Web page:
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Steinberg: Sports can make change

Steinberg Says

June 25, 2011|Leigh Steinberg

Climate change is under way in a harmful and dramatic way. Did you know sports can be part of the solution?

Melting ice caps, rising oceans, hurricanes and tornadoes, the science and evidence is indisputable. As fossil fuel, water and other resources diminish, major change in our energy grid and wasteful practices is necessary.

We don't want to be the first generation in American history to hand a degraded quality of life down to our children. We need to act now before the problem is unsolvable. We live in one of the most stunningly beautiful areas in the world. Newport-Mesa is our home and should be a showcase for environmentally progressive systems. It could be a shining city on the hill, which is emulated by cities everywhere.

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My team and I are working on a project called "The Sporting Green Alliance," which will approach professional, collegiate and high school sports organizations. Having aggregated the most cutting edge technologies in wind, solar, resurfacing and recycling, we are assembling a package for integration into stadium, arena and practice facilities.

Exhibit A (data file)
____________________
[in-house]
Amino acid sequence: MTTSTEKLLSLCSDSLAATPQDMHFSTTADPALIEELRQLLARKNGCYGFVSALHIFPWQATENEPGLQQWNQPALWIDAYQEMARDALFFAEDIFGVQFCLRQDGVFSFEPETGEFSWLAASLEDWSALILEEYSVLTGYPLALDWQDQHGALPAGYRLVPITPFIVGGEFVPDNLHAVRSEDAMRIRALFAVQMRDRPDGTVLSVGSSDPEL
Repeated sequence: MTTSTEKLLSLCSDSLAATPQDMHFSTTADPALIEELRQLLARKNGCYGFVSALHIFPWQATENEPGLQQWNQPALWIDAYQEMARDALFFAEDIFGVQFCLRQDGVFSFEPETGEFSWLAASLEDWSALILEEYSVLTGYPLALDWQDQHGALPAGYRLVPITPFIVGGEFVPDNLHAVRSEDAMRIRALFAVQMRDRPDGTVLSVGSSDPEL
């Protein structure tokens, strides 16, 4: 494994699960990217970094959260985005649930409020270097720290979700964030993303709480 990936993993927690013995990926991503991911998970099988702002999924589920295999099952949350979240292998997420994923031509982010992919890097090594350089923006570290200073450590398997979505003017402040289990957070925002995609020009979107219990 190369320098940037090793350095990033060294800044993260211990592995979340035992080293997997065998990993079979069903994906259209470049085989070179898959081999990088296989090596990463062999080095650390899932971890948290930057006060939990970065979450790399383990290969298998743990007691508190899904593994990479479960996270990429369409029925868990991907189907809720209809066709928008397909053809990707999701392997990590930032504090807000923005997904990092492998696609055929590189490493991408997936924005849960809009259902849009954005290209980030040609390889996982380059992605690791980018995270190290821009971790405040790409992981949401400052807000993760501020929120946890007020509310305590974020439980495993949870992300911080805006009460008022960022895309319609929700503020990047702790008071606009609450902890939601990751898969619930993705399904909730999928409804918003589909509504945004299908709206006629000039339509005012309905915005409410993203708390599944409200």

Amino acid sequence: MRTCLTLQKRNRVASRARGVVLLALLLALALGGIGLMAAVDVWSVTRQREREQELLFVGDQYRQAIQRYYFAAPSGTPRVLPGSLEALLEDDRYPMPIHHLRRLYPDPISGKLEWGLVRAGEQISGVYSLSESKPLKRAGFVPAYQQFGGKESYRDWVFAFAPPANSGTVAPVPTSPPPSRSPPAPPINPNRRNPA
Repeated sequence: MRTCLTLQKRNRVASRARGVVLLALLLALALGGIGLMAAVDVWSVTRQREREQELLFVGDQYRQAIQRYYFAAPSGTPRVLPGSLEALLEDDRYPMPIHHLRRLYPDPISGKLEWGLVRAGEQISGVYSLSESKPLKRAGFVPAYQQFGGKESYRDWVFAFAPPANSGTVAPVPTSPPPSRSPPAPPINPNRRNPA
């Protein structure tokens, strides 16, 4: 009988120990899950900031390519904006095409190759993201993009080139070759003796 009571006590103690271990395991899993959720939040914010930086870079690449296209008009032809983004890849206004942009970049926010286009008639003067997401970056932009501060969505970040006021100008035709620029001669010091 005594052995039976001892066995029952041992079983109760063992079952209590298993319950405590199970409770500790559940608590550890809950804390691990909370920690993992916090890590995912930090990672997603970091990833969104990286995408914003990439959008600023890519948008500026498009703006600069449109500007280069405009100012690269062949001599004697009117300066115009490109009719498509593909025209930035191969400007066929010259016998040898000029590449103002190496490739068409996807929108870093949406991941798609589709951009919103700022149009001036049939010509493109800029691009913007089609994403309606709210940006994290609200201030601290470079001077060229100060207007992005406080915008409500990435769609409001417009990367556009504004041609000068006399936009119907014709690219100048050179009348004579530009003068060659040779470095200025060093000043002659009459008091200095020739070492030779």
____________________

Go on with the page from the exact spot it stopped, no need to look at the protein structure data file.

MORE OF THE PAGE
The number of buildings and practice fields across the country is staggering. The goal is to drop energy costs and carbon emissions. Some facilities have the potential to be actual energy providers to the larger grid. These buildings can be transformed into educational platforms so that the billions of fans who attend sporting events can be exposed to a solar panel or waterless urinal. Think about how they can incorporate these practices into their own homes and businesses.

The physical plants can be creatively enhanced to serve as a nature or discovery center. Popular athletes can be used to deliver conservation tips. The teams can be sources of content — creating Saturday morning cartoon shows with sports superheroes fighting for the environment, or comics featuring sports and the environment. Teams can build an urban nature preserve, an "Angel Forest" for teaching and recreation.

There is an urgent need to recreate alternative energy systems. A dryer or dishwasher can be run at 3 a.m. with major energy savings. Electric cars can be energy recyclers. The barrier to change is locked-in attitudes. There is a tendency for people to tune out political and commercial messages. They may resist authority figures.

Sports have the ability to penetrate the perceptual screen that fans erect to shield themselves from extraneous pitches and achieve changed attitudes. This is why individual athletes and teams can lead the way toward meaningful change.

LEIGH STEINBERG is a renowned sports agent, author, advocate, speaker and humanitarian. His column appears weekly. Follow Leigh on Twitter @steinbergsports or blog.steinbergsports.com.

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